You can also pre-bake the shell (unfilled), if your tart recipe allows for that. It will keep in a zip-top bag for a few days at room temperature, about a week in the fridge, and around a month or two in the freezer.

When you’re ready to assemble your tart, just thaw the pre-baked crust at room temperature, and fill!

Sweet Tart Crust Recipe

Next time you’ve got the itch to make a beautiful tart, try this perfect tart crust recipe! It’s the perfect base to complement just about any kind of filling!

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Watch this quick video to see how it’s done!

2 reviews

Perfect Tart Crust

Perfect Tart Crust: buttery, just a little sweet, and tender as can be. This easy-to-make, basic dough will complement any kind of filling!

Prep Time 20 minutes Cook Time 20 minutes Total Time 40 minutes
Serves 10     adjust servings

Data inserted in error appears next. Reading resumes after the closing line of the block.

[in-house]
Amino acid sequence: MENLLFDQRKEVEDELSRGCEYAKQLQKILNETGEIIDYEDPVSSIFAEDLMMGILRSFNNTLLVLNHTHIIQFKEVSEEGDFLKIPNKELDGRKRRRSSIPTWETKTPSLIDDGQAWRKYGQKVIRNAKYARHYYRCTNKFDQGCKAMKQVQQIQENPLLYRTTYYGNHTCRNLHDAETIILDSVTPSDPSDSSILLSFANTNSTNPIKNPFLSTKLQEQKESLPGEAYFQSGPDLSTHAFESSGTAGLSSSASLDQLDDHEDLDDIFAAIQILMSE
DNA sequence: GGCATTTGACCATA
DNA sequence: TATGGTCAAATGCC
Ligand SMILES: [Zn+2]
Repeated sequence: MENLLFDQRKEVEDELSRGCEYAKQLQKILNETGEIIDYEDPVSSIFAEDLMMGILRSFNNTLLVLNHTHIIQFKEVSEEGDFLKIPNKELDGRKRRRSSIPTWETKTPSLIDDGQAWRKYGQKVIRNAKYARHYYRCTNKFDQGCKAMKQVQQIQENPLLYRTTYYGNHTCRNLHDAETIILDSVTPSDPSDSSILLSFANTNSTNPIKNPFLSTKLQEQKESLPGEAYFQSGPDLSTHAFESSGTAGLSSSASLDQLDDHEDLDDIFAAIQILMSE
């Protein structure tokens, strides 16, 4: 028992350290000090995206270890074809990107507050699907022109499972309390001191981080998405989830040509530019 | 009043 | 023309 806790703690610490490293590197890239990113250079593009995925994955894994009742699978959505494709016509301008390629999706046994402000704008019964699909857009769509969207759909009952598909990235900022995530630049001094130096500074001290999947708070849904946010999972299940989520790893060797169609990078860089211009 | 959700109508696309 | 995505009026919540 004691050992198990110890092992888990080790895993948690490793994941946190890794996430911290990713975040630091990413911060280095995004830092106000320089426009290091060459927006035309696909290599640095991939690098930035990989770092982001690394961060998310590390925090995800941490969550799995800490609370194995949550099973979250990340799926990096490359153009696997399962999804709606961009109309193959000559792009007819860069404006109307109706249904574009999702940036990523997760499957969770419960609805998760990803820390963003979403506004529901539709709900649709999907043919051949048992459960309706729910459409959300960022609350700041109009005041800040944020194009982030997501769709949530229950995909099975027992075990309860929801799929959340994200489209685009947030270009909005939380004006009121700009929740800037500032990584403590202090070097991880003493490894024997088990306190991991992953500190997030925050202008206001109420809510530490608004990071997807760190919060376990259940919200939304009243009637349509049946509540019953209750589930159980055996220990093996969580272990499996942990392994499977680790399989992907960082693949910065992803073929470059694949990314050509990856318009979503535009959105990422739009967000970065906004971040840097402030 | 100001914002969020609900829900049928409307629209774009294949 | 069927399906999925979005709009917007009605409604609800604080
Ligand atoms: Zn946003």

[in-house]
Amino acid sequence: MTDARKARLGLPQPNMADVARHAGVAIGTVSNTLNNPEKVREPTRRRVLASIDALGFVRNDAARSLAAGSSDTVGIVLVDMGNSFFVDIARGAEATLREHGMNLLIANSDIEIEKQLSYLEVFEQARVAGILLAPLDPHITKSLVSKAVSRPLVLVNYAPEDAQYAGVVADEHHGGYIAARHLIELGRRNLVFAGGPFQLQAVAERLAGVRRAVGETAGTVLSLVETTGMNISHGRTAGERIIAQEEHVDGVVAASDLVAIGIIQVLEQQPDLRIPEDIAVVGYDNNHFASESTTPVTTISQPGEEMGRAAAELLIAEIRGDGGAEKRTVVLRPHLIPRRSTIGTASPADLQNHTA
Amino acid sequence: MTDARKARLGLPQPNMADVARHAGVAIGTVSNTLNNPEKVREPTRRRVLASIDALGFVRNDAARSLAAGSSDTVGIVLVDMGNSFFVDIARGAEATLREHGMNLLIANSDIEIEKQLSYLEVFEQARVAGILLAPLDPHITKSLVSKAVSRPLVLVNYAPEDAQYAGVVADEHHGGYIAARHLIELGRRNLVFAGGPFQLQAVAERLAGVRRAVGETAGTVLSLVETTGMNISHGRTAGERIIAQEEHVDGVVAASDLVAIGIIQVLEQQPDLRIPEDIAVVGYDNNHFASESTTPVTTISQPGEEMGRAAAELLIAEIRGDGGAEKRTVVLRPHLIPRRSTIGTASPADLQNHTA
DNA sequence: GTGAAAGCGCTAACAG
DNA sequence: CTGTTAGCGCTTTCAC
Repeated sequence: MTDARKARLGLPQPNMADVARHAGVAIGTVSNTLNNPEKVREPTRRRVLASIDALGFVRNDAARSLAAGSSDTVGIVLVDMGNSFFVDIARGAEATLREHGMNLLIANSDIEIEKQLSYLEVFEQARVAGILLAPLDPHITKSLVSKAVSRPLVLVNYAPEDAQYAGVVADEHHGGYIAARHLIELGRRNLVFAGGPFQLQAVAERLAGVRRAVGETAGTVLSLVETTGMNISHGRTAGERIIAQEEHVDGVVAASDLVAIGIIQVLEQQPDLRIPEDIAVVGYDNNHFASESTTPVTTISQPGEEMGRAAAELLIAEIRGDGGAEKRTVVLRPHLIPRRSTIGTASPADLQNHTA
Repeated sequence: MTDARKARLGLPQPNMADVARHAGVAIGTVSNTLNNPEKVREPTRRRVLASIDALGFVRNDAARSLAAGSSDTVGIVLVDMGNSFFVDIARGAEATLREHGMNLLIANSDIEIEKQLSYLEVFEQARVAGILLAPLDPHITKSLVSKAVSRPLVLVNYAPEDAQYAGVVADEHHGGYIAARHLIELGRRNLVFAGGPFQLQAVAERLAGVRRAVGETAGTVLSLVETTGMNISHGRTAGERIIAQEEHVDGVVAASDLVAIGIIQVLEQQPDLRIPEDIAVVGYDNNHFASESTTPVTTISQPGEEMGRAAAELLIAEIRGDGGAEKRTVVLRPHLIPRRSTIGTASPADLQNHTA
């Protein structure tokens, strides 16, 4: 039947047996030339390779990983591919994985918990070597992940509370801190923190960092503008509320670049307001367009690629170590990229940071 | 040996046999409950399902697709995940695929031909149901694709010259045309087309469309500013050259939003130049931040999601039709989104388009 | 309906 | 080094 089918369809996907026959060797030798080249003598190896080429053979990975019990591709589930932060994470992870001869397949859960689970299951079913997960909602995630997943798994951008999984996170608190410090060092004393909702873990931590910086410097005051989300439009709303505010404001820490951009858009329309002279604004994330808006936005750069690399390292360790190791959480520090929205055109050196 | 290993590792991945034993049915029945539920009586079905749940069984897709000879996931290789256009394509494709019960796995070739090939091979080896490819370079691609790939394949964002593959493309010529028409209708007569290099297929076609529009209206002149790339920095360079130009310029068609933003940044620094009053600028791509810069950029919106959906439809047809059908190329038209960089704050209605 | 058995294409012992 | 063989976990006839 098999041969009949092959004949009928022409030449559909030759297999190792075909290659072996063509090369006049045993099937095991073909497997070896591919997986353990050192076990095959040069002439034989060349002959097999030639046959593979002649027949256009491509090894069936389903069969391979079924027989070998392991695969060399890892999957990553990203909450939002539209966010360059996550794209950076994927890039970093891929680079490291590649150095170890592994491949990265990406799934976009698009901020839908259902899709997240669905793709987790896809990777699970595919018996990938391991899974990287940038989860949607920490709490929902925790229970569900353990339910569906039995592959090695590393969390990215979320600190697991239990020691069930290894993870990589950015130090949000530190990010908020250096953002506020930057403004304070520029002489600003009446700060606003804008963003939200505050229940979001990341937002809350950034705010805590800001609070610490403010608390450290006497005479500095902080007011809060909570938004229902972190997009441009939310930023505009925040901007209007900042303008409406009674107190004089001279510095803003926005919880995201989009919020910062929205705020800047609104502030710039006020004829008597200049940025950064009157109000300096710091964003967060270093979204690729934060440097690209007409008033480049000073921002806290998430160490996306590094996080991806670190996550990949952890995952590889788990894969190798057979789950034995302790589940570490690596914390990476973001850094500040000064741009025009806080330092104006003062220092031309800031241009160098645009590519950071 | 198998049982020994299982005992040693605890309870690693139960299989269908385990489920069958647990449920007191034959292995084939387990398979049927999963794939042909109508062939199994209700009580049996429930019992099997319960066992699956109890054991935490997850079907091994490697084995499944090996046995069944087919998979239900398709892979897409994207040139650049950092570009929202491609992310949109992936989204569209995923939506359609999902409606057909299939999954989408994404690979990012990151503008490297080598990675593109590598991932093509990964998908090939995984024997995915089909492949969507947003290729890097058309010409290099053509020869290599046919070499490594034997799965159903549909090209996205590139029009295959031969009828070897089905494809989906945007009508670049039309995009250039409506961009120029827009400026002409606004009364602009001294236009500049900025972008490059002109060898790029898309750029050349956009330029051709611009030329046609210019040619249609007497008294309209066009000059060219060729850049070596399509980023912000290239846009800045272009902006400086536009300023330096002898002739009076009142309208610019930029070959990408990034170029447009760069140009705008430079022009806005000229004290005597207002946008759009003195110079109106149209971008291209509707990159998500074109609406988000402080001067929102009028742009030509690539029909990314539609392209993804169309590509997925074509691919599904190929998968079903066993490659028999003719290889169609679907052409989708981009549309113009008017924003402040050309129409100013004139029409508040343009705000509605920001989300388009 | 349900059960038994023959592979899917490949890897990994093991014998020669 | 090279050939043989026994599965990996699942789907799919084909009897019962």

• 1 1/2 cups all-purpose flour
  • 1/3 cup powdered sugar
  • 1/4 teaspoon kosher salt
  • 1/2 cup (1 stick) unsalted butter, cold
  • 1 large egg yolk
  • 2 teaspoons heavy cream
  • 1/2 teaspoon vanilla extract


  1. Place the flour, sugar, and salt in the bowl of a food processor, stand mixer, or in a medium mixing bowl.
  2. Pulse/stir/cut in the butter with a pastry blender, until the mixture resembles coarse meal.
  3. Add the egg yolk, cream, and vanilla, and process/mix/stir until the dough gathers itself into a ball and pulls away cleanly from the sides of the bowl.
  4. Wrap the dough tightly in plastic wrap, and chill for 1 hour.
  5. On a lightly floured surface, roll the dough to a thickness of about 1/8-inch.
  6. Press the dough gently into the tart pan(s), trimming away any excess.


Recipe Notes

A few other great crust recipes:

Nutrition Facts
Serving Size 1 slice
Amount Per Serving As Served
Calories 175kcal Calories from fat 92
% Daily Value
Total Fat 10g 15%
Saturated Fat 6g 30%
Transfat 0g
Cholesterol 44mg 15%
Sodium 50mg 2%
Carbohydrate 18g 6%
Dietary Fiber 1g 4%
Sugars 4g
Protein 2g

Percent Daily Values are based on a 2,000 calorie diet. Your daily values may be higher or lower depending on your calorie needs:

Calories 2000
Total Fat Less than 65g
Sat Fat Less than 25g
Cholesterol Less than 300mg
Sodium Less than 2,400mg
Total Carbohydrate 300g
Dietary Fiber 25g